“‘Boston strong’ … ‘stand with Vegas’ … why is it so hard to say BLACK LIVES MATTER?

Strong words from a strong leader. These days, Pastor Chad Veach’s words are not spoken from a pulpit or stage, but rather through Instagram videos and online streaming. Even his TikTok presence is on point. 

Chad Veach’s feeds are full of aspirational, inspirational life advice like the words above. No matter your religion, or lack thereof, his voice resonates. Leader of the popular ZOE Church (pronounced ZOH-ay), Veach is unafraid to speak his mind loudly and clearly, using his platform as best he can.

Named for the Greek word meaning “abundant life,” ZOE’s teachings are evangelical in nature and modern in style. With Chad Veach and his wife, powerhouse Julia Veach, at the pastoral helm, ZOE Church is L.A.’s fastest-growing young adult church. Their sermons boast an impressive celeb following, with the likes of Chris Pratt, Kourtney Kardashian, and the Biebers looking to them for spiritual guidance. 

What makes Chad stand out is not the meteoric rise of his church and influence, but his natural ability to lead. Where does that leadership come from? Is it taught or innate? In this week’s episode of the L.A. Weekly podcast, Chad opens up with host Brian Calle, L.A. Weekly’s publisher, on how to be a leader in times of uncertainty.  

“It does start with us listening,” the pastor explains. “I feel like there’s three L’s I’ve been trying to emphasize: listen, learn and lead.”

“Let’s listen,” he expands. “Let’s listen to those who have gone through this, who are experiencing pain. Let’s listen to people that have experienced racism, and then let’s learn. Let’s learn who is doing a good job and which organizations we should be partnering with. Then we think about ‘how do we lead?’ How do we lead the conversation, how do we lead our homes, how do we lead ourselves to a place of honest inspection and then above that, resolve any issues we may have with any other color.”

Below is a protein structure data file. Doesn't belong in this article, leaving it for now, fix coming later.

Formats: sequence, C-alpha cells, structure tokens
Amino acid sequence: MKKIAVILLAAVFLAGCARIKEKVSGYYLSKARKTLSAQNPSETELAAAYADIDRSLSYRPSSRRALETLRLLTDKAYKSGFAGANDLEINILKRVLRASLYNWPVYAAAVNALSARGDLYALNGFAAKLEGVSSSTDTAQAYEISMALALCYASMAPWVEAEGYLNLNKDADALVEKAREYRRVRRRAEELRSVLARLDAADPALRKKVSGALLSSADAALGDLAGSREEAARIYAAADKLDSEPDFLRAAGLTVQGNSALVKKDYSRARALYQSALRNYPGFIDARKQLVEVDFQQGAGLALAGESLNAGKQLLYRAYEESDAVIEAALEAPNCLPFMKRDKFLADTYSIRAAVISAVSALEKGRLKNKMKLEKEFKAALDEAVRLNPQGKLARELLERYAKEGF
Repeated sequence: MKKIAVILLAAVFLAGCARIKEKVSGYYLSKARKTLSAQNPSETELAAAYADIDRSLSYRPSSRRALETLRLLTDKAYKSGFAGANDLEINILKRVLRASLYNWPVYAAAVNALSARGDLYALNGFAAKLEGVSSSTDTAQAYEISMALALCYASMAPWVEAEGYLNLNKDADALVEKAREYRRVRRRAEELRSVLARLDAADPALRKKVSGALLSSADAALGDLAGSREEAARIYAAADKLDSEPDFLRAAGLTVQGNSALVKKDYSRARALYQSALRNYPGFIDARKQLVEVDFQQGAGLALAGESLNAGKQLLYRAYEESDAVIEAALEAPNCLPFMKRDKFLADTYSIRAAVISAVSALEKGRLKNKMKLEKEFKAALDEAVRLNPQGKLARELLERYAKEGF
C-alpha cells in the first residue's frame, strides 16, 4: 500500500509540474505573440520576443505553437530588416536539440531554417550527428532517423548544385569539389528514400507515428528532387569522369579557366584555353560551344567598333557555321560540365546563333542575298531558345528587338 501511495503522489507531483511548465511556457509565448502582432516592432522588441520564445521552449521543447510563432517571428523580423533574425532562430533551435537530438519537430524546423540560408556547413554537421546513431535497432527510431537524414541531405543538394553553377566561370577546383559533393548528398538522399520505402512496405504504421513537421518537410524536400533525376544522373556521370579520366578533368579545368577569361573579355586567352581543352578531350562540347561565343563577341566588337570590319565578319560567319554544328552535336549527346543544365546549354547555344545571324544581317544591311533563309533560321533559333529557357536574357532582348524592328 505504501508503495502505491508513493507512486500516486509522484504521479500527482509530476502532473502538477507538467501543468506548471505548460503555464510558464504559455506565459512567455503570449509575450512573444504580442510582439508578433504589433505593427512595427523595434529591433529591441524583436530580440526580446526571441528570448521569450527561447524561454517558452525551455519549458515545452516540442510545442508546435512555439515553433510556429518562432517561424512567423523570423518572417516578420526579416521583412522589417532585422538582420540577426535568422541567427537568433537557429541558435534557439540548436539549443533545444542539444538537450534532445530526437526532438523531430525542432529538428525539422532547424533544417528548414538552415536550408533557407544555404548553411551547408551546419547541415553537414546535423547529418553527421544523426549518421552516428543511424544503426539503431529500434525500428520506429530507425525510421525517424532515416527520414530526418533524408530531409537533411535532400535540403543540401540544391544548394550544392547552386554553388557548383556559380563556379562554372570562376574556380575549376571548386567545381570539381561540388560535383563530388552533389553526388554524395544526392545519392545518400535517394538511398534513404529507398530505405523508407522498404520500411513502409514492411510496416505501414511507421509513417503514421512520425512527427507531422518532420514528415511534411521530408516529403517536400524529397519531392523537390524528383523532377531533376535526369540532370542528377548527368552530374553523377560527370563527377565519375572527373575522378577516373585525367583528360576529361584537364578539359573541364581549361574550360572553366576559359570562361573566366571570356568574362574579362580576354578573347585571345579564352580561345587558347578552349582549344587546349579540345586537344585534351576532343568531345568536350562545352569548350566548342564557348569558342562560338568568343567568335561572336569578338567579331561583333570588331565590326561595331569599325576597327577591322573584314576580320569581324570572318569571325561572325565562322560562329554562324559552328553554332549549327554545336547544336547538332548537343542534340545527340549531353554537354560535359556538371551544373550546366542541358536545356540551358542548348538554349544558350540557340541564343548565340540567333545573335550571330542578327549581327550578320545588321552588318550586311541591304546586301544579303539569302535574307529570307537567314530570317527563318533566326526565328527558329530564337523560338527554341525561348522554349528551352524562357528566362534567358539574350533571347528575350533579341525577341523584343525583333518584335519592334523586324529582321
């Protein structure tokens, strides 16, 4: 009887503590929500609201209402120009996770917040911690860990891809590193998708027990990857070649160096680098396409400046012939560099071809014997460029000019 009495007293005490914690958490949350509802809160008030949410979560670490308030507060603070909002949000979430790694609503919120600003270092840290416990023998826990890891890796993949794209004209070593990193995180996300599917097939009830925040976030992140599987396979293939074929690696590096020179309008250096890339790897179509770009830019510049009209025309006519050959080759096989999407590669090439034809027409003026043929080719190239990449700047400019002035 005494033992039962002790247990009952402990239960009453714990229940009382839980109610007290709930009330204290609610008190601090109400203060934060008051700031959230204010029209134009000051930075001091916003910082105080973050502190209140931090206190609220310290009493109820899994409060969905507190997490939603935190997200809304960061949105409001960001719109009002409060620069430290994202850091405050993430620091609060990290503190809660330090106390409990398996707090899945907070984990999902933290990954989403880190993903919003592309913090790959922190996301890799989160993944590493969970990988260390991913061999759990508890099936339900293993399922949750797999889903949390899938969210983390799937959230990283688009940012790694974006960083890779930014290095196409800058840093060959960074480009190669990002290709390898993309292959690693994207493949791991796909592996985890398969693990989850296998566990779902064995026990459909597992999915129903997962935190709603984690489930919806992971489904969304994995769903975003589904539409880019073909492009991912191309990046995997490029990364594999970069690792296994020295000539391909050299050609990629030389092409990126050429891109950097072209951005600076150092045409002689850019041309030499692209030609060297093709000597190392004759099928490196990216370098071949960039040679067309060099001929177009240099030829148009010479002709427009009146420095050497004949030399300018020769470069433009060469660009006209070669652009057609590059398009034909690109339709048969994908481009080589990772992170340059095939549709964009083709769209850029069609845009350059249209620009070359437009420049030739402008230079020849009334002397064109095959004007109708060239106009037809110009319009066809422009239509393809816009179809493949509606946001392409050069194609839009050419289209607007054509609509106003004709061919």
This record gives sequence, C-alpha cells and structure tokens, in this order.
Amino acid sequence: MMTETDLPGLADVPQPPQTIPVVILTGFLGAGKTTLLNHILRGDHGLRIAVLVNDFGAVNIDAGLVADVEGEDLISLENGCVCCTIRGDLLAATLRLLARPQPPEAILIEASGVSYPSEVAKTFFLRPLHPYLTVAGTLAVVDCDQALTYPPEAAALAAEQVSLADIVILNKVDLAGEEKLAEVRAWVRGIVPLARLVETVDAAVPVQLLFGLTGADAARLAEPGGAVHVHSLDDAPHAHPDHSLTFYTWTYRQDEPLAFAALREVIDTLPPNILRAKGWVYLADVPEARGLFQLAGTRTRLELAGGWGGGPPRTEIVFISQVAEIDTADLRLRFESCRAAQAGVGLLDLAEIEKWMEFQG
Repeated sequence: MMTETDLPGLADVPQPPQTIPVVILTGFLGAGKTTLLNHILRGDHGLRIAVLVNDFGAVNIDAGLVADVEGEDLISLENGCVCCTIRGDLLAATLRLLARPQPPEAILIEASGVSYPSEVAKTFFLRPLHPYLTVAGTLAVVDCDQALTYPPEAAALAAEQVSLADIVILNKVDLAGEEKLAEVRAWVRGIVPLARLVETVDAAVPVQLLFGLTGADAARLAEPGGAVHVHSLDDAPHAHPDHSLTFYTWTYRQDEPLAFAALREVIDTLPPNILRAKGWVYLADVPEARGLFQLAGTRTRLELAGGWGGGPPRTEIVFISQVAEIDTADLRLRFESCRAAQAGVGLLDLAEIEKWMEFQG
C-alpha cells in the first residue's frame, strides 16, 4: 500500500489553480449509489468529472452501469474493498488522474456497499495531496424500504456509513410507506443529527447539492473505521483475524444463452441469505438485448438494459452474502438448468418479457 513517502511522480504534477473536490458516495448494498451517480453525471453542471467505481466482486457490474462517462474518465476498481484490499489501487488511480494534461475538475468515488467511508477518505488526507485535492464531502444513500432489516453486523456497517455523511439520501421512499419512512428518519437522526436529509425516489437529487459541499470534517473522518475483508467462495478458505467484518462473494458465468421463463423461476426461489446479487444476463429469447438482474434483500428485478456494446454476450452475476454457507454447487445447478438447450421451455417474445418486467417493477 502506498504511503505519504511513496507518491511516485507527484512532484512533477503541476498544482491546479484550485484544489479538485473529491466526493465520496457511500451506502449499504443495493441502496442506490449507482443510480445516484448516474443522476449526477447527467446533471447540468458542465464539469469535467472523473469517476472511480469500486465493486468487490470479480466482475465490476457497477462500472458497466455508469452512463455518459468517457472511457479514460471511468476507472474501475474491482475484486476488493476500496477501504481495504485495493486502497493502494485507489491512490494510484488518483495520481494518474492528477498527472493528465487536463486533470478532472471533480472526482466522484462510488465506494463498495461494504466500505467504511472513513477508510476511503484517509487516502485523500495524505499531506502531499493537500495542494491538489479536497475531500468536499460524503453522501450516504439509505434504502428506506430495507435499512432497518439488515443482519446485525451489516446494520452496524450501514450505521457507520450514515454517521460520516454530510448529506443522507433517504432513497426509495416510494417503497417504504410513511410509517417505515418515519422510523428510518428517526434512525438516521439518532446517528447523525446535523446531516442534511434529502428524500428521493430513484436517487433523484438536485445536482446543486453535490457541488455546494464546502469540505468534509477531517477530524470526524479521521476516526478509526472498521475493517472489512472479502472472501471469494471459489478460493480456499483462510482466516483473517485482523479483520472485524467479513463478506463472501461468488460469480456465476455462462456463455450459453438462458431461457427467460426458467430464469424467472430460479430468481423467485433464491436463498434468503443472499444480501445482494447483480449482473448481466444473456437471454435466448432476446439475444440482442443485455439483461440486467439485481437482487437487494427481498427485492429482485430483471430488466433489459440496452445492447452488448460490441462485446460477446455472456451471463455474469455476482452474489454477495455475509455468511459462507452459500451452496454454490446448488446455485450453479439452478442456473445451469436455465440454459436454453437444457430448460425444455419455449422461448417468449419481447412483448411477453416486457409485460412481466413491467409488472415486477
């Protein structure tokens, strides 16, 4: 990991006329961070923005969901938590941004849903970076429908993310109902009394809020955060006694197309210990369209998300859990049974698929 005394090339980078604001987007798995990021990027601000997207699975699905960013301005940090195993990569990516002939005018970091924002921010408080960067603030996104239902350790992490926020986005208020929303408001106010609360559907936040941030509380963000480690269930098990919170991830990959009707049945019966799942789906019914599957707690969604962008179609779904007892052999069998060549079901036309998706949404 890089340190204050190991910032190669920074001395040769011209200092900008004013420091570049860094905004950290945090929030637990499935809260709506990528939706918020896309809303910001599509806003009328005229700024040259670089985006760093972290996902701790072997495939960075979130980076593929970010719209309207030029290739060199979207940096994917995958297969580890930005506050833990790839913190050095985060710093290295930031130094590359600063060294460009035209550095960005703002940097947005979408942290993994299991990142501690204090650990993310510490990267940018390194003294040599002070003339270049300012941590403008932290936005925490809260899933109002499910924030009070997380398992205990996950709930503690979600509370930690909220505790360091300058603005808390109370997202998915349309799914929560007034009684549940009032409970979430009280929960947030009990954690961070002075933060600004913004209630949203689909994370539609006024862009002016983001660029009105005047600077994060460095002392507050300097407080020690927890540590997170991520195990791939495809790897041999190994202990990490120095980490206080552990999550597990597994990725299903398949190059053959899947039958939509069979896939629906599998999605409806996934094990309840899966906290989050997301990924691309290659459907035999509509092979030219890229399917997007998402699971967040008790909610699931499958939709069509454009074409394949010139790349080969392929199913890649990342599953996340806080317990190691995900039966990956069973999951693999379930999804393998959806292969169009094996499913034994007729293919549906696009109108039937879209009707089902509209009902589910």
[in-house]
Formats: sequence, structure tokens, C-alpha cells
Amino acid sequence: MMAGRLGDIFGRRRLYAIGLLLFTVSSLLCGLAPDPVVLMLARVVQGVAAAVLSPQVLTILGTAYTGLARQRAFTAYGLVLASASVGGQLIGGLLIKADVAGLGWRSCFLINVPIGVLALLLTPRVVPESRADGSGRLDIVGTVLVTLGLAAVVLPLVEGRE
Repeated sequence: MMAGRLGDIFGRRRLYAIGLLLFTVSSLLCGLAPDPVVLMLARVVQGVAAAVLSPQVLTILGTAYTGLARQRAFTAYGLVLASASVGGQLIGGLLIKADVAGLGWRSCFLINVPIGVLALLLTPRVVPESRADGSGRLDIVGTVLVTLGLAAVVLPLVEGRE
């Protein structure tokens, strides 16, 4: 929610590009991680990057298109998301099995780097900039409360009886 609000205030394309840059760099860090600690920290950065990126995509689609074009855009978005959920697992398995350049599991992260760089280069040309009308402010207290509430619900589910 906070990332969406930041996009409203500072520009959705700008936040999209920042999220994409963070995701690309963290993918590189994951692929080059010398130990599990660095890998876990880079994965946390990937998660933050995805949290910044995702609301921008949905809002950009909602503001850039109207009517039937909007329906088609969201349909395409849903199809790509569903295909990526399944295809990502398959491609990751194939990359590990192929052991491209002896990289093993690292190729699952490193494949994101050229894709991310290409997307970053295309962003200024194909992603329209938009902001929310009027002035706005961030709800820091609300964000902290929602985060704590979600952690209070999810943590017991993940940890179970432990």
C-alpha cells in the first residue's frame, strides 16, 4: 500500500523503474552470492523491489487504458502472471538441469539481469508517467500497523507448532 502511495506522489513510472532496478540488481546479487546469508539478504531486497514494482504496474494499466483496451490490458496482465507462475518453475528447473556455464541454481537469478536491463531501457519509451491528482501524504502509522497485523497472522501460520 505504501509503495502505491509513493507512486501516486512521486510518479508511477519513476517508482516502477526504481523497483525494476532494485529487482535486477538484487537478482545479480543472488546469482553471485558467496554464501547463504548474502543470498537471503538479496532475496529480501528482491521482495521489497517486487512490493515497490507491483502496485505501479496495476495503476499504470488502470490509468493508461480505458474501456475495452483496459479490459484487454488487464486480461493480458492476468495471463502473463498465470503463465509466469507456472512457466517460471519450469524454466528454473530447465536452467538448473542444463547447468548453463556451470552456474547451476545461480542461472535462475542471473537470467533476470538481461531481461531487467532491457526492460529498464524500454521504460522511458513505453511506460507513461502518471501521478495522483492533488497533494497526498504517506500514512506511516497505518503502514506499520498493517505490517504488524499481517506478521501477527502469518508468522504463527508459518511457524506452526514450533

We have to first start with changing ourselves if we want to have meaningful influence.

“It always comes back to the ‘me’. That is the first lesson of leadership,” Chad tells Brian. “Change starts first in our heart. From there you can look for practical steps on ‘what can I do to perpetuate healing and change?’”

When he predominantly worked with youth, Chad learned some vital lessons on how to keep an audience and lead with meaning. 

“Because of their short attention span I had to work really hard,” he laughs. Using anecdotes, videos and current social media trends, he was able to capture the attention of more than just kids. 

“One of my favorite things about Jesus is that the Bible says he never spoke without telling a story,” explains Chad. “So I always think that as a communicator, if stories were good enough for Jesus, then stories are good enough for me.”



Telling stories is something that comes naturally to the pastor, a skill he has lended to his new book on leadership, Help, I Work With People, available for preorder now before its August 18th release. 

“The book really deals in three major sections in life and leadership,” describes Chad. “Everything always starts with you. Even the problem with racism. We can’t change out there until we change in here [your heart].”

The book addresses internal change as the catalyst of external influence. Chad promotes unique practices, like scheduling in time to be unproductive in order to challenge ingrained self-efficacy beliefs and counter negative spirals. Something a lot of us likely need right now, after an isolating few months of doubt and uncertainty. 

We are all leaders. Whether we lead ourselves, our family, a team, a church, or a business, leadership is a central aspect of our lives. 

It is often said that to be a good leader, one must lead by example. But how do we lead by example, when so many of us are feeling righteous anger and frustration, asks Brian. Given all the pent up anger and frustration deriving from quarantine and unemployment, it’s hard to stay positive and not show your rage. 

“To the best of our ability … we have to stay very confident and very secure,” explains Chad. “Security means admitting fault, apologizing, saying I’m sorry, saying I love you and listening.”

“If my heart is cluttered, if my heart is clouded with hatred and bitterness, it’s going to be hard to do anything well,” he continues. “If my heart is well, I am going to be an avenue for change and hope.”

Tune in to this week’s podcast to learn how Brian and Chad are using their platforms for positive, effectual change, as well as how to turn being unproductive into energy, efficiency and activity. 

Listen to this week’s podcast here or find it on iTunes here

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